Arrest Clouds Moxley's Political Future

July 29, 2009|By Mary Gail Hare | Mary Gail Hare,

Baltimore County Councilman Stephen G. "Sam" Moxley, arrested on drunken-driving charges for the second time in four years, faces an uncertain political future as he completes his fourth term and considers whether to run for re-election or for another office next year.

While some Republicans are calling for him to resign, members of Moxley's Democratic Party are standing by the council member for now, even as they express concerns over his arrest Friday. Moxley did not attend a council work session Tuesday afternoon and has not returned calls from The Baltimore Sun for comment.

Moxley, 50, was involved in a four-car accident about 1:20 a.m. Friday on West Franklin Street at North Pulaski Street, according to police reports. When police arrived, Moxley was "swaying a bit," said Anthony Guglielmi, a city police spokesman. He failed a sobriety test and was taken into custody. He later refused a Breathalyzer test.

The incident prompted Chris Cavey, chairman of the county's Republican Party Central Committee, to demand that Moxley step down from the council, which he said is "spiraling out of control."

Salvatore E. Anello, an Arbutus attorney and Democratic activist, called Cavey's comments "hyperbolic nonsense."

"The Republicans want his head on a platter because they know they can't defeat Moxley in a fair, balanced election," Anello said. "Unlike Republicans, I am not going to condemn this man until his trial. His 16 years in office earn him the benefit of the doubt."

But even Anello, who recently helped sponsor a fundraiser for Moxley, acknowledged that he was troubled by the councilman's second arrest. In September 2005, Moxley was given probation before judgment and a year of supervised probation after he sideswiped a vehicle. He was also ordered to complete a drunken-driving program.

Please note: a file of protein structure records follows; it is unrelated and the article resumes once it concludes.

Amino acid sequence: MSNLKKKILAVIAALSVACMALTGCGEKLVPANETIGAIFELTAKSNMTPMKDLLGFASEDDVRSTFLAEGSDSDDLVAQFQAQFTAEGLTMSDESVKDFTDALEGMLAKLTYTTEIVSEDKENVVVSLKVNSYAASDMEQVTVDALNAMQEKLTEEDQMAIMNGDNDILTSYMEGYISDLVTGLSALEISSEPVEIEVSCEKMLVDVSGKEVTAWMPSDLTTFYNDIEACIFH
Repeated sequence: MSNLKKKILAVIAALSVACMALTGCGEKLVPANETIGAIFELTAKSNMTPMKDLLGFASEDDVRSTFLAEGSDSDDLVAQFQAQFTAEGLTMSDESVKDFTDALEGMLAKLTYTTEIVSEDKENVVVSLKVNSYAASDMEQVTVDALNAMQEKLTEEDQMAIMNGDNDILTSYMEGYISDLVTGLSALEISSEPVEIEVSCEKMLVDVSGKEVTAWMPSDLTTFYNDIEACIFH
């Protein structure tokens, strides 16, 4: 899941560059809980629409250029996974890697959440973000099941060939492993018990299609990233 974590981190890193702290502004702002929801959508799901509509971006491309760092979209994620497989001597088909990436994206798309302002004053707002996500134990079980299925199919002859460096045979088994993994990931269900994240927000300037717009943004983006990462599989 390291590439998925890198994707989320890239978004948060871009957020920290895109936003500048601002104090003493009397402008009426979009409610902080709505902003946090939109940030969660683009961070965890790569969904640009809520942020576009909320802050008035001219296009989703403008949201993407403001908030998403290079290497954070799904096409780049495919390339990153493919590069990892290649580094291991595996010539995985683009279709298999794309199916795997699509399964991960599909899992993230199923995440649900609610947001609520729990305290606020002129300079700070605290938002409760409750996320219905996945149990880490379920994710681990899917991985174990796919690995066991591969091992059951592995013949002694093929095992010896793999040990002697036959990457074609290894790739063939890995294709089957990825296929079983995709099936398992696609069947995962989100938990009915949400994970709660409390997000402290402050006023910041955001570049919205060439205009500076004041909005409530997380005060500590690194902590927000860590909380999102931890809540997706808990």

"What has happened is shocking and puts everything into question," Anello said. "Sam has to answer for it."

Moxley represents the 1st District, which includes Catonsville, Arbutus, Halethorpe and Relay, and his term ends next year. He has been rumored to be considering a run for clerk of the court.

Donald F. Norris, professor and chairman of the department of public policy at University of Maryland, Baltimore County, said the charge "clearly weakens Moxley, if he chooses to stay in public office." But, he added, voters' memories can be short.

"Next year is a long time in the political world," Norris said. "Clearly, this incident gives ammunition to any primary opponent, and then to any Republican opponent."

Moxley's colleagues on the seven-member council, which includes six Democrats, refused to comment. Another Democratic councilman, Kenneth Oliver, pleaded guilty Tuesday to two counts of campaign fund violations and received a $2,500 fine and 50 hours of community service.

"It is time for Councilman Moxley to seek professional help and to step down from his position on the County Council," Cavey said. "Our elected officials should be role models, not repeatedly breaking the law and risking injury or death to innocent people."

But Brian S. Bailey, chairman of the Baltimore County Democratic Central Committee, said Moxley and his family "should be allowed to deal with this matter privately."

Harry Korrell, president of the Patapsco Valley Republicans, echoed the call for Moxley to resign, saying he "should graciously bow out and get the help he needs." He rejected the notion that the arrest is a private matter.

"This is also a matter for those Moxley represents," Korrell said. "What kind of representation can he give constituents when he is tied up in litigation and rehab?"

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